Tuesday, January 12, 2016

Pro-Life Basics

Pro-Life Basics --by Douglas Wilson  

Faithful Christians are necessarily pro-life, by definition. But having an instinctive knowledge that God’s gift of life should be respected is not necessarily the same thing as being equipped to explain from the Bible why this is so, or being able to answer some of the standard objections that may be raised.

1. What is the pro-life position?
This view is that from the moment a human sperm fertilizes a human egg, a unique human being comes into existence. Prior to that moment, we do not have someone who will live forever, and from that moment on, we do. Consequently, love for our neighbor requires that this unique person be treated with dignity, respect, hospitality and kindness, as much as it is possible with us. That is the position.\

2. What are the biblical reasons for believing this?
You will not find abortion listed by name as a sin in the Bible, meaning that the word is not used. But a number of things are said in Scripture that mean that abortion must be considered a sin — and a very grievous one. This is why Christians have been pro-life from the very beginning. For example, the early church document The Didache, prohibits the murder of a child, whether born or unborn.
We begin by noting that mankind bears the image of God, and the image of God is passed on from generation to generation.
“So God created man in his own image, in the image of God he created him; male and female he created them.” (Genesis 1:27, ESV)
When the first child was born, Eve speaks of him as exhibiting full continuity with his parents. “Now Adam knew Eve his wife, and she conceived and bore Cain, saying, “I have gotten a man with the help of the Lord”” (Gen. 4:1, ESV). Descendants of Adam and Eve also bear the image of God (Gen. 9:6, 1 Cor. 11:7). We have no indication in the text of Scripture anywhere that this image of God ever disappears as we move from one generation to the next. It is not as though we ever have the image of God > inert substance > image of God again.
Here is a description from the psalmist of his formation in the womb.
“For you formed my inward parts; you knitted me together in my mother’s womb. I praise you, for I am fearfully and wonderfully made. Wonderful are your works; my soul knows it very well. My frame was not hidden from you, when I was being made in secret, intricately woven in the depths of the earth. Your eyes saw my unformed substance; in your book were written, every one of them, the days that were formed for me, when as yet there was none of them.” (Psalm 139:13–16, ESV).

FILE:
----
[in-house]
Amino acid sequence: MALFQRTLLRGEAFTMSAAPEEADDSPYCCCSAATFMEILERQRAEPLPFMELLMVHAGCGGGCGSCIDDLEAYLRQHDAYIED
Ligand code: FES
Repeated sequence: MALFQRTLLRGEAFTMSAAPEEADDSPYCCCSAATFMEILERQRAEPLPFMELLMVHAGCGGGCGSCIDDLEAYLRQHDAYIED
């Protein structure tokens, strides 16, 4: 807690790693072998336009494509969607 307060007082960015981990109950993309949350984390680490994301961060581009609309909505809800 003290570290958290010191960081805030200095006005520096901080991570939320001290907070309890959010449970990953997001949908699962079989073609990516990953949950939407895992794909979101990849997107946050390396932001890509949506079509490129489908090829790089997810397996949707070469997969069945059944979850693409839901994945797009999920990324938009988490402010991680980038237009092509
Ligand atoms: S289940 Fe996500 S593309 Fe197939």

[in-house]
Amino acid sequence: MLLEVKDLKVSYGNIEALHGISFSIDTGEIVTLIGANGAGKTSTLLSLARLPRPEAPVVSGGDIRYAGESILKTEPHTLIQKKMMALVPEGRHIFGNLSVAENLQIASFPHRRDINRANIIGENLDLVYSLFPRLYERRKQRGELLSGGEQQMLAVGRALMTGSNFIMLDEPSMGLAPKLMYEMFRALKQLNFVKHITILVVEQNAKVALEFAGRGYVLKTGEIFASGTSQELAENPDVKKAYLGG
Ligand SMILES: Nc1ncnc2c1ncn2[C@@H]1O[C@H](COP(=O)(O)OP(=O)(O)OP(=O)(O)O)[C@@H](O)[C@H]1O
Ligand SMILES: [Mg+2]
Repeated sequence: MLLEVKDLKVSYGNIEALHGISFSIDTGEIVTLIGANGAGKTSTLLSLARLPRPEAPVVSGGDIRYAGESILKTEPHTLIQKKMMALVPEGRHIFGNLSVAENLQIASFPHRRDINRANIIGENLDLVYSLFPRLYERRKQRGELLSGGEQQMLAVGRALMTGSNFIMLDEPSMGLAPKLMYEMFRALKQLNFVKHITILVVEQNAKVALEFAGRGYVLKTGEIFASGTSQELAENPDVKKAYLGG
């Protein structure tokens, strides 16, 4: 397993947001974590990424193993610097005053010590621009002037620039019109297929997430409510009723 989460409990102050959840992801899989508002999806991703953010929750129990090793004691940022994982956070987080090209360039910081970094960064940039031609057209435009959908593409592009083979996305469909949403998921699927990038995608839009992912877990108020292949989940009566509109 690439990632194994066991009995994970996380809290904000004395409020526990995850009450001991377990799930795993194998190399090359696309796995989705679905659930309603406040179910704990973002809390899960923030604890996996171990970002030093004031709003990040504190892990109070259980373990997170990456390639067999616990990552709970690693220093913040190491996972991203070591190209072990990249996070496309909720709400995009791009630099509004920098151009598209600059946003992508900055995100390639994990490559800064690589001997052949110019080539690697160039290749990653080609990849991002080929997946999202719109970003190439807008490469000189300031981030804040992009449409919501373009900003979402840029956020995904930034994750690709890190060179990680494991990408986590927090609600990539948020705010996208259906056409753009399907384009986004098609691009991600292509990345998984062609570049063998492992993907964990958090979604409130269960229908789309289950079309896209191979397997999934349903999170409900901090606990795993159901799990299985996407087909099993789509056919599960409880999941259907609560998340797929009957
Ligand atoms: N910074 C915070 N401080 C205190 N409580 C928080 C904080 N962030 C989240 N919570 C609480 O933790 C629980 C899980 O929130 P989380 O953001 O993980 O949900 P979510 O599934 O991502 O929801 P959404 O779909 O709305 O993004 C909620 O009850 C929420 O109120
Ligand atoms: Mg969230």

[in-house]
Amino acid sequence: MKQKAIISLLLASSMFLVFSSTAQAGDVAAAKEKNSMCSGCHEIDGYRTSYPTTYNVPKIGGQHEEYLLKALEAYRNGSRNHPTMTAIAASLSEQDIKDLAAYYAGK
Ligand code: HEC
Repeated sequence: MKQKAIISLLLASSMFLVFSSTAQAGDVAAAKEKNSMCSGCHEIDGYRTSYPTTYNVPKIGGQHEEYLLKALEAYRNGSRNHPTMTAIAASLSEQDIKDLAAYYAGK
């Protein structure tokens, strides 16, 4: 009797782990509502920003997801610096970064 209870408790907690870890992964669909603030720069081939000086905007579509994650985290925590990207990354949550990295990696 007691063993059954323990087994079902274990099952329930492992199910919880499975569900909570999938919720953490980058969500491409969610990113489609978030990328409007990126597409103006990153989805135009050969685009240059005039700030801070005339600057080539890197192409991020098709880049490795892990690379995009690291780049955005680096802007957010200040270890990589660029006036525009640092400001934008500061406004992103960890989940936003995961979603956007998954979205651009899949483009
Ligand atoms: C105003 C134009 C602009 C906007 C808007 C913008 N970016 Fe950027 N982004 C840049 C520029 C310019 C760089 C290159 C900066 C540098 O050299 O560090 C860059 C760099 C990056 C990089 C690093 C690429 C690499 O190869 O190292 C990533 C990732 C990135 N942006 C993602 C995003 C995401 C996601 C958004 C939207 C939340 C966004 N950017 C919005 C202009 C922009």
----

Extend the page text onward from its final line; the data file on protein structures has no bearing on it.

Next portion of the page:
There are two things to note here. Who is the craftsman, the artisan? Who is doing what is being done in the womb? He would be an insolent and arrogant man who is willing to interrupt such a marvelous work of God — and all for the sake of personal convenience, and on the basis of a false doctrine of man.
Second, it is very important to note the personal pronouns in use here. You formed my inward parts. Knitted me together. My mother’s womb. I am fearfully and wonderfully made. My unformed substance. Speaking of his time of formation in the womb, the psalmist uses personal pronouns the same way you would when speaking of a human being of any other age.
Another example of great respect for unborn life is found in the case law of Exodus.
““When men strive together and hit a pregnant woman, so that her children come out, but there is no harm, the one who hit her shall surely be fined, as the woman’s husband shall impose on him, and he shall pay as the judges determine. But if there is harm, then you shall pay life for life, eye for eye, tooth for tooth, hand for hand, foot for foot, burn for burn, wound for wound, stripe for stripe.” (Ex. 21:22–25, ESV).
The law concerns what to do when two men are fighting and they accidentally cause a pregnant woman to miscarry. When this happens, and there is no harm to the child, then the one who hit the woman will pay a fine. But if the child is damaged, then the penalty that is applied is lex talionis — eye for eye, etc. This is the same penalty that is applied when the victim is an adult (Lev. 24:20). For those who want to argue that this simply refers to the woman being hurt or wounded, this makes no sense — in that case why would it be necessary to mention that she was pregnant at all?
And last, consider the greeting that the New Testament records the first meeting of the John the Baptist and the Lord Jesus. They were both of them in the womb at the time. John, who later would say, “Behold, the Lamb of God who takes away the sin of the world,” in this first instance acted like he was in the presence of the Lamb of God.
“For behold, when the sound of your greeting came to my ears, the baby in my womb leaped for joy” (Luke 1:44, ESV).
In short, we have no scriptural basis for treating an unborn child as a lump of tissue, and we have compelling reasons not to do so.

3. What does right reason tell us about abortion?